Harry Tsatsimas is a knock about bloke who loves his meat. He loves his meats so much that he has spent three decades working as a butcher at the Queen Victoria Markets.
It’s like everything else, you buy shoes from Target and shoes from Versace. The difference is quality. That’s the same with meat now.
In any week his family business sells around three tons of meat – a combination of beef, lamb and goat – to his retail customers and wholesale to restaurants around Melbourne.
The meat he sells is not the commonly available mass produced meat from Queensland sold cheaply in plastic trays for $10 and $20 at your butchers or local supermarket.
Tsatsimas sells premium beef such as the grass fed Cape Grim Beef from northern Tasmania, the grain fed Riverine beef from New South Wales and Australian wagyu beef.
This is meat from superior breeds of cattle – Angus, Bos taurus and Australian wagyu crossbreeds – which meet Australian standards for premium meats.
Tsatsimas has a simple analogy to explain the difference: “It’s like everything else, you buy shoes from Target and shoes from Versace. The difference is quality. That’s the same with meat now. You can buy cheap meat at cheap prices. I buy expensive meat and sell it at a reasonable price. I am happy and the customer is happy.”
He explains that the difference between an everyday and premium piece of meat, say a porterhouse, is evident in the cooking.
Premium cuts of meat will be tender and will have a fuller flavour as a result of marbling (fat through the meat) and the meat having been aged for a week or more. The cheaper cuts will look good but will be chewy, Tsatsimas said.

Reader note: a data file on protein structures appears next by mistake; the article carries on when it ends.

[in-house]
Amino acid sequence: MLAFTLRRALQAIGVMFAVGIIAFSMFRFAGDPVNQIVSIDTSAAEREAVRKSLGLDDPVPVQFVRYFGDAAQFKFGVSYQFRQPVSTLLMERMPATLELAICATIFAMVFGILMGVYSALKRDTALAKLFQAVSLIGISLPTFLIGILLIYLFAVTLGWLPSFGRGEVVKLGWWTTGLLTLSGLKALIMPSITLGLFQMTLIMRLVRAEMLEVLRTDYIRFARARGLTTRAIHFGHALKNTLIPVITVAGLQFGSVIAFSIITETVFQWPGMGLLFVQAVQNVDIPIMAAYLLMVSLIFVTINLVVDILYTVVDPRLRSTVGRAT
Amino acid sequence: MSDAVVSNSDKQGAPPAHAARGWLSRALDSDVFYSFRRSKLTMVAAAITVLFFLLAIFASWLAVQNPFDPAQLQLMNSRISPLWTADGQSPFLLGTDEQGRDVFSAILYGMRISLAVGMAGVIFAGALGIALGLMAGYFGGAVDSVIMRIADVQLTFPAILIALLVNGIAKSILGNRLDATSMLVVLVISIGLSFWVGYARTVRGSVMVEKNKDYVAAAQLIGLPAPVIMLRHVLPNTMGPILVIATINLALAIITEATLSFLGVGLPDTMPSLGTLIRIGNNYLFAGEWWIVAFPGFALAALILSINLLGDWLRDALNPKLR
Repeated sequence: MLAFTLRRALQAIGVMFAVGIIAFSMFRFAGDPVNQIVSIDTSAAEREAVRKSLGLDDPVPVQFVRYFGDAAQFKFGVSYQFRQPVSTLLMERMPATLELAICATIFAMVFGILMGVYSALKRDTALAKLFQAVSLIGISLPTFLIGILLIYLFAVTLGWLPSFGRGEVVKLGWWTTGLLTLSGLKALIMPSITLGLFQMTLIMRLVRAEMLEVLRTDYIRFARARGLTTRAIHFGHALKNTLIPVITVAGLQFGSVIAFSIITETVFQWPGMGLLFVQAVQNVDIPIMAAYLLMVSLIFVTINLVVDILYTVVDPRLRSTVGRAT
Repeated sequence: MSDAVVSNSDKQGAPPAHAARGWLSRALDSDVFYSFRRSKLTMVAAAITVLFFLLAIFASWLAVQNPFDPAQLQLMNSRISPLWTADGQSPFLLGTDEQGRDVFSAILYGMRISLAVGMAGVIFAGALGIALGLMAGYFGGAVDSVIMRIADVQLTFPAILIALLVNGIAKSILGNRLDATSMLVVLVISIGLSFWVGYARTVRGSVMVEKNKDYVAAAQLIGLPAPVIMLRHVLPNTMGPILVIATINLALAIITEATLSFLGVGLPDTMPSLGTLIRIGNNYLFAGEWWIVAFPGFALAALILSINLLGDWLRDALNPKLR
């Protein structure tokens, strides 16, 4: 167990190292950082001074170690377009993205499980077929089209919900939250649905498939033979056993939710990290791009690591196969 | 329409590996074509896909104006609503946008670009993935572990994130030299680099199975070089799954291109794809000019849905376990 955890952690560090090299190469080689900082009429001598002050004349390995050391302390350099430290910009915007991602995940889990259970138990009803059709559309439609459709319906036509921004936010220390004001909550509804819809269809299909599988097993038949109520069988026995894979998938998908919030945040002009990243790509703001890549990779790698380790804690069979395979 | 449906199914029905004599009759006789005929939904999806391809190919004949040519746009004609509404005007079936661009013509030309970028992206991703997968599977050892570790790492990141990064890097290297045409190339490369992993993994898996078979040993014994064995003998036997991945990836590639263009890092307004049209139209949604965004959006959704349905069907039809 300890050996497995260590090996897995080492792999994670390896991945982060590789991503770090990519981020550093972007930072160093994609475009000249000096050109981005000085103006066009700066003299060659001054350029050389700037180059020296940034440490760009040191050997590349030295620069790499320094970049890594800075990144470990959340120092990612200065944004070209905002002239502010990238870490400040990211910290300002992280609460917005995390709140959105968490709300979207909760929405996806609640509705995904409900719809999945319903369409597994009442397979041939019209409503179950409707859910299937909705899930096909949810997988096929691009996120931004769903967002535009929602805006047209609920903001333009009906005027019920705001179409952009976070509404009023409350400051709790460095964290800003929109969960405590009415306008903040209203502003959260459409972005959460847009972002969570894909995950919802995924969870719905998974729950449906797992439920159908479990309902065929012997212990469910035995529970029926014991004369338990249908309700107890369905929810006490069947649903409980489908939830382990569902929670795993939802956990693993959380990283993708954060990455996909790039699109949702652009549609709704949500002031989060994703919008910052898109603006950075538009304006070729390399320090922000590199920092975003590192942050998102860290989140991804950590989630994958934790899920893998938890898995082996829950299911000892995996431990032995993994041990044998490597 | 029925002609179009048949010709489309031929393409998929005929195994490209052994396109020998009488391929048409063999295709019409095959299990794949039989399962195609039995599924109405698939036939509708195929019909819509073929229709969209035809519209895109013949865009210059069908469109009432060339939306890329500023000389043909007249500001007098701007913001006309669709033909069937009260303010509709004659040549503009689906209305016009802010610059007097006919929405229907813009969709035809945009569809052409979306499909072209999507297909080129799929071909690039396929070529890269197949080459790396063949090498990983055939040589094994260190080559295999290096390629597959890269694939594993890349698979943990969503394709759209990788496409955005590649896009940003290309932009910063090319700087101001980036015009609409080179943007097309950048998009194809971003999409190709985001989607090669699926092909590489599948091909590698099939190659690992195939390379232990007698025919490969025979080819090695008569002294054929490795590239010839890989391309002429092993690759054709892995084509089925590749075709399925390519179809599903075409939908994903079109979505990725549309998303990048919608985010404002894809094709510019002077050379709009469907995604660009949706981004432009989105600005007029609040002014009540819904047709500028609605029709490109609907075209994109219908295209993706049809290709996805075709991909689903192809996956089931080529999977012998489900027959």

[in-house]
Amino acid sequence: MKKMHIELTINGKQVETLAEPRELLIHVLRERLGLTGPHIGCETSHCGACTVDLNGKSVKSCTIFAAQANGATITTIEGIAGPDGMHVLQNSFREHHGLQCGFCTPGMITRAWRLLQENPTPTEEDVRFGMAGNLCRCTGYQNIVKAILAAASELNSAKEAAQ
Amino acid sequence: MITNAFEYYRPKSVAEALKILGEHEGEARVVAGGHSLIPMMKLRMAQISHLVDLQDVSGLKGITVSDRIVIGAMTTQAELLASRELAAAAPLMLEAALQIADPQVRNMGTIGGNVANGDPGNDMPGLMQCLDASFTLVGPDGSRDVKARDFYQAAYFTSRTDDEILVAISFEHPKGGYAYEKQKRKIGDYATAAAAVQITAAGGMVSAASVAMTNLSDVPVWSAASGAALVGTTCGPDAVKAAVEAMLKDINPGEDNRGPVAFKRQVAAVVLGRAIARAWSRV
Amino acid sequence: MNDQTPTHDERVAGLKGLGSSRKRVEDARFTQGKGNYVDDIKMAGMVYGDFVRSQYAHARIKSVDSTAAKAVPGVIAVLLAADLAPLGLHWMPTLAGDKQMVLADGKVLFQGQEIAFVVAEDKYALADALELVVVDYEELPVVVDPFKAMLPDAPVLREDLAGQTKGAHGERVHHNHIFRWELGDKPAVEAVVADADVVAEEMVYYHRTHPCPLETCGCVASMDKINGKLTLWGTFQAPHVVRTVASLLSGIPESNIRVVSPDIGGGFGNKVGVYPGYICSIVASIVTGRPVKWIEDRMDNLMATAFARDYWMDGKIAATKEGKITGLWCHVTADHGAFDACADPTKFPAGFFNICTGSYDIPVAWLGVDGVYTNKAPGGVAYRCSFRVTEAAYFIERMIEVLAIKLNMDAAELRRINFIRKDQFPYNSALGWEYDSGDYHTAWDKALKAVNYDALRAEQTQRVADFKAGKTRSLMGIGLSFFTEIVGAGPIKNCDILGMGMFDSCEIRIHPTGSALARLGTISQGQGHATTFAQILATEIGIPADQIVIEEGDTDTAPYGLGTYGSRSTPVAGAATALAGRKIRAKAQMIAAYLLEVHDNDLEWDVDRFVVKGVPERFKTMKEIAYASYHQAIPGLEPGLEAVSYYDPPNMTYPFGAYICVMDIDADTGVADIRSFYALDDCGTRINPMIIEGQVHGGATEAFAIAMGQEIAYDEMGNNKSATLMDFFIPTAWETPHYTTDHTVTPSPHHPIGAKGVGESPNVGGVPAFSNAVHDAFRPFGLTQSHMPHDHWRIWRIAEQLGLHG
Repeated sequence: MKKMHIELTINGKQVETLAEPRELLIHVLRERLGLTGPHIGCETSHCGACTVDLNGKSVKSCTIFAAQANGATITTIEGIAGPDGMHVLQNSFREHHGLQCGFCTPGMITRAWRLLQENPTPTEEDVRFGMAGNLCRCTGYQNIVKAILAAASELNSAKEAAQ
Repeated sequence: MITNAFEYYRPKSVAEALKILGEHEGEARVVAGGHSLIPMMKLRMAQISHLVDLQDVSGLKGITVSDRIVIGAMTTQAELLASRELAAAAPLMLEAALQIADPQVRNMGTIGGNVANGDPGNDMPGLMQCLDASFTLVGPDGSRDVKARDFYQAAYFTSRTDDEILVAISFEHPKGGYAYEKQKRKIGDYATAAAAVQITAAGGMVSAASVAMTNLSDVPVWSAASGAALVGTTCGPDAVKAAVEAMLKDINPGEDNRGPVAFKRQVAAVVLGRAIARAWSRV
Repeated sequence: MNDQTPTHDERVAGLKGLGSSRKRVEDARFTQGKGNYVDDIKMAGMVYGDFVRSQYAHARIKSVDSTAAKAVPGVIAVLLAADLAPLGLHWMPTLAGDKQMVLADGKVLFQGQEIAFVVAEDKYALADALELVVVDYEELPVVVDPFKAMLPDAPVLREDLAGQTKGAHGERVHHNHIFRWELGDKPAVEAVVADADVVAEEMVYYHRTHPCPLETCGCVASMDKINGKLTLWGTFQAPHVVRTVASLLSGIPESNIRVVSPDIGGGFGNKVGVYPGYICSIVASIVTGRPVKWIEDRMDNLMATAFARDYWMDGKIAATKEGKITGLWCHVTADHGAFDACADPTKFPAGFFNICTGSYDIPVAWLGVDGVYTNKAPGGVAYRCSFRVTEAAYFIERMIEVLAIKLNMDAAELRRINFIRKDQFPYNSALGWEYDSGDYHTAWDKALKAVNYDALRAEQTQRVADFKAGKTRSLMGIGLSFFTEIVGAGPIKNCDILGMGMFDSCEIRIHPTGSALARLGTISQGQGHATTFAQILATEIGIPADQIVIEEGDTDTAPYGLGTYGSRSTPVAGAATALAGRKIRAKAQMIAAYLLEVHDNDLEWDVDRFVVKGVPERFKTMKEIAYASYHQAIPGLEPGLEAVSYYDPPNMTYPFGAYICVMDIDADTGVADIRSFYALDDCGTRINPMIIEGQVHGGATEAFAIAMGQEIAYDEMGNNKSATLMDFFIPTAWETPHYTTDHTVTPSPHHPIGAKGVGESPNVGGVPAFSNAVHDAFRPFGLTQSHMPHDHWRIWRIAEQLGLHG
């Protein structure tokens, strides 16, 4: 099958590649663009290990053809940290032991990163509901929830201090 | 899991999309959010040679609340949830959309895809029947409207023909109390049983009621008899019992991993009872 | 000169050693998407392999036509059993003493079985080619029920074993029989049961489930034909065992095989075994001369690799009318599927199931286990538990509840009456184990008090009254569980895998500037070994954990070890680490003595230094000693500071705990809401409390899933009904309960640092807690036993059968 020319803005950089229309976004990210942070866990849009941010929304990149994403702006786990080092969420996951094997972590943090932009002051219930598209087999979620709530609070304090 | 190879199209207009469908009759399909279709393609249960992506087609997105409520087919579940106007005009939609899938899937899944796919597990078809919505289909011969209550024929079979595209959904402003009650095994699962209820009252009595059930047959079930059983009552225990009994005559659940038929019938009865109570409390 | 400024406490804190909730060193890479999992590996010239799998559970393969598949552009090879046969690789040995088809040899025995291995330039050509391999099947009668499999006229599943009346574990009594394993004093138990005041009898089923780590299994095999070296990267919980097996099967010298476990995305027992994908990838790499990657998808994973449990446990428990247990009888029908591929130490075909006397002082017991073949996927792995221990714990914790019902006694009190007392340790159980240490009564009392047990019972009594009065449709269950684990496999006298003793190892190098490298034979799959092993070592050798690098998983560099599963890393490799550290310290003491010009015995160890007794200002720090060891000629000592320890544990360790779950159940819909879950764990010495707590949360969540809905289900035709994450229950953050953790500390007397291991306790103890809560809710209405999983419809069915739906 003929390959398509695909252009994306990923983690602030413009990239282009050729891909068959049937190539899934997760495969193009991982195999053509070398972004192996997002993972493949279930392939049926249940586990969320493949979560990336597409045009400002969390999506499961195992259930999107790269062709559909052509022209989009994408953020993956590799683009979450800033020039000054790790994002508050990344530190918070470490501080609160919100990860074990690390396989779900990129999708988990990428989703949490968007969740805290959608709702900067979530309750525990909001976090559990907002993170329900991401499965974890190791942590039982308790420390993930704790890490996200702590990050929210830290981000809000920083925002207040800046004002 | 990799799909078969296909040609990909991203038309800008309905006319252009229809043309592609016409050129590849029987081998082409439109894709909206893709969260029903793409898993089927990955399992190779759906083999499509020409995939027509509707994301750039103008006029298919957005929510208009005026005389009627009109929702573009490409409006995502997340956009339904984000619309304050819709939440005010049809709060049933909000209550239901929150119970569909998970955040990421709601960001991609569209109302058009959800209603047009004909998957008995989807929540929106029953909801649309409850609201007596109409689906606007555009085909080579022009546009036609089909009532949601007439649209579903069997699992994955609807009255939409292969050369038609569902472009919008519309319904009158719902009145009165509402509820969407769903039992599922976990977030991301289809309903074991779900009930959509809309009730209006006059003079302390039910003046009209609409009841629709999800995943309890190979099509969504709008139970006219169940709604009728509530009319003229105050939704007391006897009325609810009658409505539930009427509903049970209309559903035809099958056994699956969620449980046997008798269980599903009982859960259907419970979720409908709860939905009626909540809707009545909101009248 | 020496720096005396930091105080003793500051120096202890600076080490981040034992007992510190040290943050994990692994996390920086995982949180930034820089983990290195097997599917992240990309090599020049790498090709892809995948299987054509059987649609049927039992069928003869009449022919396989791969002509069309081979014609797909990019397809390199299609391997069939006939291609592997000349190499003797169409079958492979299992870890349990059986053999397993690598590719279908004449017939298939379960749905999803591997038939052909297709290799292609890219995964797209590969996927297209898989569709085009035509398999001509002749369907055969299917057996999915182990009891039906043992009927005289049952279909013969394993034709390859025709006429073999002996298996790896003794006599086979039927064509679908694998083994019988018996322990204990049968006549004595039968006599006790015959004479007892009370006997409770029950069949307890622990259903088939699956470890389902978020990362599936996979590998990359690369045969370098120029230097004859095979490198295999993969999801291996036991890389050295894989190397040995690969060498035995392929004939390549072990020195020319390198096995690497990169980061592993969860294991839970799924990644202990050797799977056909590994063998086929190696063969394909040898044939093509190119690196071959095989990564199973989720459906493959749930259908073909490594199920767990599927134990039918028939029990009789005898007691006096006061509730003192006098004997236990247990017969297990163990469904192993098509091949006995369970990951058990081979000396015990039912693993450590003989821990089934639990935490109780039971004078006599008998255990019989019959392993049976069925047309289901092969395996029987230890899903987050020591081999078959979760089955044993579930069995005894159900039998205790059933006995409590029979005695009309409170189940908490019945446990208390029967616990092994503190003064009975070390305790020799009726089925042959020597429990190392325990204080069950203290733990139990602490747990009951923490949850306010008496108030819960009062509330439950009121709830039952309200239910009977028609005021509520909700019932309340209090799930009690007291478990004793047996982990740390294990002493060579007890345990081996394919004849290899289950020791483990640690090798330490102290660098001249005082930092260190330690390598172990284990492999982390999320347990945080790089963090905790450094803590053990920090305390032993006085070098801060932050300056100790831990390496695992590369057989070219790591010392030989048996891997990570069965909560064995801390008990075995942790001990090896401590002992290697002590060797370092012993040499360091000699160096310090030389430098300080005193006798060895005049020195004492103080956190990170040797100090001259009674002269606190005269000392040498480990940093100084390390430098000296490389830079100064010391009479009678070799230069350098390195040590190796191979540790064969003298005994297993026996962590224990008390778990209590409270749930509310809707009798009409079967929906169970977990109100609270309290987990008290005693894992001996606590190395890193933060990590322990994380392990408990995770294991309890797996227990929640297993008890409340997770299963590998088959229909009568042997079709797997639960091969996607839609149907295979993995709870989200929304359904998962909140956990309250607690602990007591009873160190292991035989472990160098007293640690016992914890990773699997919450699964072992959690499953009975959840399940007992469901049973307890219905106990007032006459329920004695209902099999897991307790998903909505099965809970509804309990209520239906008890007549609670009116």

The prevalence of cheaper beef in our supermarkets and butchers is being driven by economics, according to Tsatsimas.
“A lot of shops are bringing it down here because it is cheap because they are worried about profit margin,” he said. “What I’m most worried about is the customer being very happy with the meat.”
Tsatsimas has seen the business go through two major transitions in the last three decades. The first is in the way people buy meat and the second is in the type of meat they buy.
“Thirty years ago meat was cheap. People were buying trays of meat. ‘Give me the whole tray of t-bones. Give me a whole tray of chops. Give me that half a lamb and cut it for me,'” he explains. “Now it is a little and good. So one steak and a lot of veggies. Whereas before they would buy a whole tray to feed four people. They would eat like kings, like Romans,” Tsatsimas said laughing.
He attributes the changes to people’s changing lifestyle and the rising cost of meat.
“People watch their pockets because they need to watch what they are buying. People have smartened up.”
At the same time Tstatsimas has prospered from the increasing consumer interest in premium meats. This interest has been fuelled by the emergence of small producers willing to cultivate cattle for the premium meat market and restaurants that are willing to source premium meats and to credit the producers on their menus.
“These days people are going to the restaurants and paying high prices for meat. They’ve got to know where it is coming from and what kind of breed it is. They are paying top money and they have the right to know.”
As the Christmas festival season rolls out Tsatsimas is preparing to sell huge amounts of eye fillet and rib eye because that is the protein of choice for his customers.
He resorts to the butcher’s defence – I’m vegetarian – when asked what his favourite cut of meat is to eat. However he concedes that he loves rib eye or scotch fillet because the marbling in the meat means they have more flavour and cook better.